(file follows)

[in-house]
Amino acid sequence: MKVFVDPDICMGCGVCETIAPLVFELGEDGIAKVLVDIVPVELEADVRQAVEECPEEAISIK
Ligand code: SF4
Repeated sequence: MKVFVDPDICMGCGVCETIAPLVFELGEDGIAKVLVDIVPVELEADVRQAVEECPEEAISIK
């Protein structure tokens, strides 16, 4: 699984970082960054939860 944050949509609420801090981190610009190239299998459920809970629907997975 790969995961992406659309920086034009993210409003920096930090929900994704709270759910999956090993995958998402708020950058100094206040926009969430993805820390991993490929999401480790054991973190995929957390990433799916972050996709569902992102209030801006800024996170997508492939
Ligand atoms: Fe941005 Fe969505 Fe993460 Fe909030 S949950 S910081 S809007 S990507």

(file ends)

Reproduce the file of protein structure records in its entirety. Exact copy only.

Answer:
[in-house]
Amino acid sequence: MKVFVDPDICMGCGVCETIAPLVFELGEDGIAKVLVDIVPVELEADVRQAVEECPEEAISIK
Ligand code: SF4
Repeated sequence: MKVFVDPDICMGCGVCETIAPLVFELGEDGIAKVLVDIVPVELEADVRQAVEECPEEAISIK
């Protein structure tokens, strides 16, 4: 699984970082960054939860 944050949509609420801090981190610009190239299998459920809970629907997975 790969995961992406659309920086034009993210409003920096930090929900994704709270759910999956090993995958998402708020950058100094206040926009969430993805820390991993490929999401480790054991973190995929957390990433799916972050996709569902992102209030801006800024996170997508492939
Ligand atoms: Fe941005 Fe969505 Fe993460 Fe909030 S949950 S910081 S809007 S990507």